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Research through the Oxford Photonics Network has led to a wide range of innovative photonic technology, and there is significant potential for industrial exploitation. However, it is difficult for individual research groups to respond at short notice to opportunities that may facilitate impact in the industrial sector. Using EPSRC IAA funding, Professor Martin Booth set up the Optical Systems Engineering Group (OSEG) in the Department of Engineering Science, specifically to address this gap.

Optics and photonics impact acceleration engineers

The aim of OSEG is to transfer technology from research labs to industrial applications. The group provides technical demonstrations of photonic methods and enhances existing technologies to access new commercial markets. It also provides optical instrument services to other academics to expand their research capabilities, and seeds activities that will lead to adoption of technology by industrial partners. The group has undertaken over 20 projects between 2014 and 2017, ranging from 2-day application trials to long-term technology support projects that are industry-driven or early stage impact development.

Industry-led projects have included research into novel microscopic imaging methods for industrial processes, bespoke biomedical imaging tools, and laser marking inside materials for security operations. Several of these projects have been funded by the research departments of major multi-national companies. Some of this work has led to the foundation of a new University spinout company, Opsydia Ltd., which will provide production and instrumentation services based upon the work done in the group.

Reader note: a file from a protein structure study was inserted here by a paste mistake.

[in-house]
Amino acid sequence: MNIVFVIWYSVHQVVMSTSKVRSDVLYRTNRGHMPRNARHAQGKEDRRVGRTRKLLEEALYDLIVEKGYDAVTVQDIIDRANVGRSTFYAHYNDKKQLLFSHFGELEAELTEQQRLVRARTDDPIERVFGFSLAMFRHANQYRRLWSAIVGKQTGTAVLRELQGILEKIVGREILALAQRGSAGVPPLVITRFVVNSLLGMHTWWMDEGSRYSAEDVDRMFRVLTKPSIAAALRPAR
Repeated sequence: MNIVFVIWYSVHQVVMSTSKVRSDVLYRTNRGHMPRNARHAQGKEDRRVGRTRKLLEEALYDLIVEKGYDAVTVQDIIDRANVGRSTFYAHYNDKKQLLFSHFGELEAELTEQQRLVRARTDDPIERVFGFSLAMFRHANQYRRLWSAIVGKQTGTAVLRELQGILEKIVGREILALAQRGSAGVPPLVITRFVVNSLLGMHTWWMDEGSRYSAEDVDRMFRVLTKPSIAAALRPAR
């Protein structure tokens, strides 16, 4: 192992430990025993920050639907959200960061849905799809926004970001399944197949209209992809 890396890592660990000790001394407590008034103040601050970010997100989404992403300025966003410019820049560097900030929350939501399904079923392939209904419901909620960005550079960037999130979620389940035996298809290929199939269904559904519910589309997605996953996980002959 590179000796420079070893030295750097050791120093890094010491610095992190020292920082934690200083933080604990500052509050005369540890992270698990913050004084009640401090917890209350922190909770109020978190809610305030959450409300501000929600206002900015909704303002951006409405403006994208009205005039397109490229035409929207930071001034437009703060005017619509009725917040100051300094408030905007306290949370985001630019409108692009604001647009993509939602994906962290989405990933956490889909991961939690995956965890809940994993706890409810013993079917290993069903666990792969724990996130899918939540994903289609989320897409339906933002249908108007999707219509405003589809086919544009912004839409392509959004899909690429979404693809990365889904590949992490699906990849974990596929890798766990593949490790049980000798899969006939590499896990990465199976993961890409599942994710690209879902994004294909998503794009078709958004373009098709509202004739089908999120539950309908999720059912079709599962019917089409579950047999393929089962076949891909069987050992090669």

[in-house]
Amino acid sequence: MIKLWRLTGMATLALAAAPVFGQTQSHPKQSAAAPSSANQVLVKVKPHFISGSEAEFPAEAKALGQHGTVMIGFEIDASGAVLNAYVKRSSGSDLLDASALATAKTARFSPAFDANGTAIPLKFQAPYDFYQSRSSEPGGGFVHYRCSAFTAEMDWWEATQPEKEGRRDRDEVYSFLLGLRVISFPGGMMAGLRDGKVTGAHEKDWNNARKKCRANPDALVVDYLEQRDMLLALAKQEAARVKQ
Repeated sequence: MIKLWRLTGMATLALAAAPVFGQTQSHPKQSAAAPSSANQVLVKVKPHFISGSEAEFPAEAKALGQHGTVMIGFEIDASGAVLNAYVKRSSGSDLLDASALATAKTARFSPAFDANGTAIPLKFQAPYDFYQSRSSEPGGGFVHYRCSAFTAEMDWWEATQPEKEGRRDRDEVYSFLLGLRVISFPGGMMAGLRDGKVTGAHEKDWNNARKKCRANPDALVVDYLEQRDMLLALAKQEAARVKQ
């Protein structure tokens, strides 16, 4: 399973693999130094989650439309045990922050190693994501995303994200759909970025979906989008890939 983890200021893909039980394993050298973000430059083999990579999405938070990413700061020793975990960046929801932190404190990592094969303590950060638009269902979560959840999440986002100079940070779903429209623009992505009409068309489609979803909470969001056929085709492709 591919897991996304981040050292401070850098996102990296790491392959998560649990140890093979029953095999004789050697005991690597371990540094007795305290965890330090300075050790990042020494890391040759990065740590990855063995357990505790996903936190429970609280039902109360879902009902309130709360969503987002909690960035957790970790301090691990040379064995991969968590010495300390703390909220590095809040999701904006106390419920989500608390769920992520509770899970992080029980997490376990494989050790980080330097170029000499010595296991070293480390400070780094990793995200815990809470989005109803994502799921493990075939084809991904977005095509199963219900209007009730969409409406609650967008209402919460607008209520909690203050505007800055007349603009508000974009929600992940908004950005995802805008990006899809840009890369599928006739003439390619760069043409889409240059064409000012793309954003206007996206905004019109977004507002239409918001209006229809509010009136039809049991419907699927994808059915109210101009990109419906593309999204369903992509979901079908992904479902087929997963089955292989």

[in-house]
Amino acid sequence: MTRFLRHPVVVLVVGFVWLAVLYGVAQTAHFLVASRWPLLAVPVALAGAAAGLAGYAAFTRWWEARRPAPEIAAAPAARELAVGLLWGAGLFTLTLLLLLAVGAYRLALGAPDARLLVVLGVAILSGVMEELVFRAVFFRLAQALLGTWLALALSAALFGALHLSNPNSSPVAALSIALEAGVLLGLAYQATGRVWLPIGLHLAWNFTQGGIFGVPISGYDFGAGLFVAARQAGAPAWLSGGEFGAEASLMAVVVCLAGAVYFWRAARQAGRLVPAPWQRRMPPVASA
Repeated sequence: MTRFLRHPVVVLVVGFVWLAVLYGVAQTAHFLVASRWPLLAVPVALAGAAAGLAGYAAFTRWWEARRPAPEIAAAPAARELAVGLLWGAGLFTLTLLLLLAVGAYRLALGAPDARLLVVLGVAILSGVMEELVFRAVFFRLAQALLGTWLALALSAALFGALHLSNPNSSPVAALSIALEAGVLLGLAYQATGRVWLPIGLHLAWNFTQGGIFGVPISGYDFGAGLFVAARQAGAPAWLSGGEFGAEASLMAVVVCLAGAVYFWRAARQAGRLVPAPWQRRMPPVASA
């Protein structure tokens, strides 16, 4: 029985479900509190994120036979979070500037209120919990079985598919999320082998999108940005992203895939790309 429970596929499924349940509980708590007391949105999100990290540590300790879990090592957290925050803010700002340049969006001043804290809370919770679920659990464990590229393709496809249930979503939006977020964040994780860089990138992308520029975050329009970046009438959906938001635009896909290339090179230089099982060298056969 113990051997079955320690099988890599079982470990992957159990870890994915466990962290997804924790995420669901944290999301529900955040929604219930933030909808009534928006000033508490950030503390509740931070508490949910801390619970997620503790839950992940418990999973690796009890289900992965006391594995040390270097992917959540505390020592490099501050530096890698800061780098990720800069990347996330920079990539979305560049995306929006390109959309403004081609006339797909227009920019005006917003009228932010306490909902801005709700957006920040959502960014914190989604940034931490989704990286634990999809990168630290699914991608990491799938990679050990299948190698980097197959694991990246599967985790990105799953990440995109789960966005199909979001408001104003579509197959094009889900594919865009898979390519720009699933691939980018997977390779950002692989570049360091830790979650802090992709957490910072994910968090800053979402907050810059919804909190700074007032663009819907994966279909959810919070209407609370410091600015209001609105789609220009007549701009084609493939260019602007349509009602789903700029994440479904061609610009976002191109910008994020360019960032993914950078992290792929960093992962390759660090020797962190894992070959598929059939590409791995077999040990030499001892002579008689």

OSEG’s work is also fostering collaboration between departments at the University of Oxford. A particular success has been the development of cutting-edge microscopes for biomedical research. The group is now supporting technology development in various research groups across departments including Pharmacology, Biochemistry, the Institute of Molecular Medicine, and Physiology, Anatomy and Genetics. Having a central team of highly experienced optics and photonics engineers has been key to building up the necessary expertise and momentum for this venture.

The ongoing success of OSEG has shown that it is sustainable. The group has played a central role in securing significant funding from external sources, including equipment costs, overheads and research engineer salaries. A large portion of the work is funded by external industrial partners, which allows full overhead recovery (or more) on the projects. The projects undertaken by the Optical Systems Engineering Group strongly support the development of commercial impact from the Department of Engineering Science’s research, as well as the development of research in other departments.

‘Professor Booth’s work through the OSEG has provided technology which underpins commercial applications in security marking markets, which have been fundamental to the formation of Opsydia. It has provided the company with technology developed to demonstrator stage enabling it to gain early engagements with end users and attract seed investment.’        

-          Andrew Rimmer, CEO Opsydia Ltd.